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Interactivity of Ideas

There are many different kinds of the interactivity going on in IF public discussions. But the interactivity of ideas is one of the most important ones. Our reports are developed by two groups of people who meet every month for over a year to explore, develop, and prepare public policy possibilities that they think would be useful for their fellow citizens to discuss. Each report contains several contrasting policy possibilities. And each of these possibilities contains many nuanced and interesting ideas that can stimulate and inform a more thoughtful discussion about its area of public policy concern and the different policy possibilities that are available to address it. I believe that discussions like these make our democracy stronger.

IF reports are not intended as mere conversation starters. They invite you to participate in an on-going discussion about their areas of concern and the policy possibilities for addressing it with the people who have developed our reports and with the people who have taken the time to read and discuss them. IF public discussions are a continuation of our panels’ discussions. The participants in our public discussions continue to interact with our panelists’ ideas and, in the process, bring in their own thoughts and experiences and insights as well.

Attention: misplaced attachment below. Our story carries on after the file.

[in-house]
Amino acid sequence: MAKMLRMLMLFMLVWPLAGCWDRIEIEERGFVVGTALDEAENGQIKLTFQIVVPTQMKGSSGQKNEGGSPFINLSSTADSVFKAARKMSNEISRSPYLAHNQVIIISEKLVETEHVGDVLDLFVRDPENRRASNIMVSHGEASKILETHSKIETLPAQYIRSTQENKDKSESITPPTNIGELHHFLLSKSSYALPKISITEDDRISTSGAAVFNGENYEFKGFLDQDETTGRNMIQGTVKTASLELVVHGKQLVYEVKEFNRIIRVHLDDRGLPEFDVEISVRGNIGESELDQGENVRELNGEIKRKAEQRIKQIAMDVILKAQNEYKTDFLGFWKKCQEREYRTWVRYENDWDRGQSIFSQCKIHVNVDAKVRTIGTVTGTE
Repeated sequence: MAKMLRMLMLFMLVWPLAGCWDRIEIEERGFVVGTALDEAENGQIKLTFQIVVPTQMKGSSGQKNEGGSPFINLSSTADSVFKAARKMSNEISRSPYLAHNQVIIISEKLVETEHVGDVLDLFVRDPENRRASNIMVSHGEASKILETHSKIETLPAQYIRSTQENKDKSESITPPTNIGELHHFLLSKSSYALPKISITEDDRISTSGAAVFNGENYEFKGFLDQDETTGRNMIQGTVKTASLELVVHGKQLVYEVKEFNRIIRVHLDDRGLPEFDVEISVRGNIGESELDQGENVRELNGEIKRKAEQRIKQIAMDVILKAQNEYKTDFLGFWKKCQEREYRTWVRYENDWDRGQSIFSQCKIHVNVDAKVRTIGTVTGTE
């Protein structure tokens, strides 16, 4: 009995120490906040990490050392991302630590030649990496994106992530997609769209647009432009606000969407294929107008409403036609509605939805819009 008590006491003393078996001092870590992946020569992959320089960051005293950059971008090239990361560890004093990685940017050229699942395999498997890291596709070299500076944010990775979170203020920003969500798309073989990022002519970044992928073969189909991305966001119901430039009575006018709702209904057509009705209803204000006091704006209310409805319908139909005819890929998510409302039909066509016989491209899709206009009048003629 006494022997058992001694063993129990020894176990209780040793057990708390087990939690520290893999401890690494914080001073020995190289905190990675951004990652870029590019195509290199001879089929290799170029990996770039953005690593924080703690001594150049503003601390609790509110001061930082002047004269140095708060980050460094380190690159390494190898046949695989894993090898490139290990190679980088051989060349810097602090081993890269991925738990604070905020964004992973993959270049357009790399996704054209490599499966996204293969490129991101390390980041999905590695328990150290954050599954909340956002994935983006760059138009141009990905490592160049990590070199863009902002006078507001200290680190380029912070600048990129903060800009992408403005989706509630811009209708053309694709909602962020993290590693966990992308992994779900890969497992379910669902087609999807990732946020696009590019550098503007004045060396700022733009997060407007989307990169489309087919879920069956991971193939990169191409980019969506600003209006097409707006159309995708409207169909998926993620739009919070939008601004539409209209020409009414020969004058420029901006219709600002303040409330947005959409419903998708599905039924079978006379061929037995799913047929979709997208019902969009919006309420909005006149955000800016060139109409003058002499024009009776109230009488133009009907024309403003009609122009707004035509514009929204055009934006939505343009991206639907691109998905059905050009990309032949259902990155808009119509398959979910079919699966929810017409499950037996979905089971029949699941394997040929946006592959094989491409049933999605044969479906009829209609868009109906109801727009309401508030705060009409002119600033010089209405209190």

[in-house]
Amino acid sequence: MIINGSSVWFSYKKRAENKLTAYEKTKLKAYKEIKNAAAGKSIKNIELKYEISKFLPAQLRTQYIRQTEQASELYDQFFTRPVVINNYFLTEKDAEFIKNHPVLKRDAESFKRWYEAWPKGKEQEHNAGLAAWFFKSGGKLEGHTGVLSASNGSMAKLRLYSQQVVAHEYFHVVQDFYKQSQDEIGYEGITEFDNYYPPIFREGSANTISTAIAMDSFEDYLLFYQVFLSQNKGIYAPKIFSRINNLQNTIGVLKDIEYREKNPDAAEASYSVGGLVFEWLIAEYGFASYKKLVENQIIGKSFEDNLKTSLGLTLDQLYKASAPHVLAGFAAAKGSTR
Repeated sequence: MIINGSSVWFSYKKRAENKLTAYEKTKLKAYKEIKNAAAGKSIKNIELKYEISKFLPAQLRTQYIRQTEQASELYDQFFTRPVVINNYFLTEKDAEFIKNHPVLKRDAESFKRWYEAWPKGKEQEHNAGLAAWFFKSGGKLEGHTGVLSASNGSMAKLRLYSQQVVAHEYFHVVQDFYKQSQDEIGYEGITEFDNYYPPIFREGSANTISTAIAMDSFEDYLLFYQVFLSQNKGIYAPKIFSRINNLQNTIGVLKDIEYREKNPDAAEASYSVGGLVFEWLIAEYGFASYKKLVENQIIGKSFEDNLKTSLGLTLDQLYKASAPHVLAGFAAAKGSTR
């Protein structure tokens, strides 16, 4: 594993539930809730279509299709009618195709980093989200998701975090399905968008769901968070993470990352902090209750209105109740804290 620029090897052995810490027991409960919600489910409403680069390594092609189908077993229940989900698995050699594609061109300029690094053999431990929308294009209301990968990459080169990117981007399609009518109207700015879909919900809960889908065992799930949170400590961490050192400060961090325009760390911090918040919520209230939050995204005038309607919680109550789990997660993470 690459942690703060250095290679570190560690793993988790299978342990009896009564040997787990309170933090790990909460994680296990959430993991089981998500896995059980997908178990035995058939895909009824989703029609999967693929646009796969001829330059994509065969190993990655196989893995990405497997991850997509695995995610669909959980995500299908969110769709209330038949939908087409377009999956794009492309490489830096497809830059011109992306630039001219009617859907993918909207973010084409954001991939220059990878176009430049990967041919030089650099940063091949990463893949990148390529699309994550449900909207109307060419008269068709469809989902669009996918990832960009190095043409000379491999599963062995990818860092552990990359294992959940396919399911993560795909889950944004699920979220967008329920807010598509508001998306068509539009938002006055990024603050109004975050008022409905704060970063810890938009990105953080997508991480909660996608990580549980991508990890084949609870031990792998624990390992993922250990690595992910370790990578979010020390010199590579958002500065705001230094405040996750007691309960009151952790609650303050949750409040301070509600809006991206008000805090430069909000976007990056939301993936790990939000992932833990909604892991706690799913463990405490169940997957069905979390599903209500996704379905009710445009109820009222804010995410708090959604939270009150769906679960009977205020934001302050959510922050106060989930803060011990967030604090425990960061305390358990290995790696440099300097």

The policy possibilities in our reports are not pre-digested for you. They do not tell you what to think and why to think it. They instead present many contrasting ways of thinking about policy and many different ideas with which you can interact. They invite you to probe deeper into the possibility and to try to understand what it actually means, why some people might want to adopt it, the different possible ways to implement it, and the different consequences—both intended and unintended—that might ensue from it.

Policy reports that present only one conceptual possibility are rather dull for me, no matter how many ways they suggest to implement it. I prefer to look at an area of concern from many different sides; to consider the many different interests, values, and goals that Americans have; along with the unintended consequences of the policy possibilities that they suggest. I know that reports that advocate certain possibilities will generate more enthusiasm from ideologically homogenous audiences who come to cheer for the policies they prefer. I also know that some people find it more challenging, unsettling, and less attractive to interact with ideas that differ from their own, especially if they regard them as morally evil. But this is precisely what the Interactivity Foundation tries to overcome in our public discussions. We encourage people to try to understand ideas that differ from their, and the people who propose them, by providing opportunities to interact with them. We do not advocate any of the policy possibilities in our reports to be adopted. We do not ask the participants in our discussions to change their minds or to agree with any of the possibilities. But we do encourage them to think about different policy possibilities, and to discuss them with others.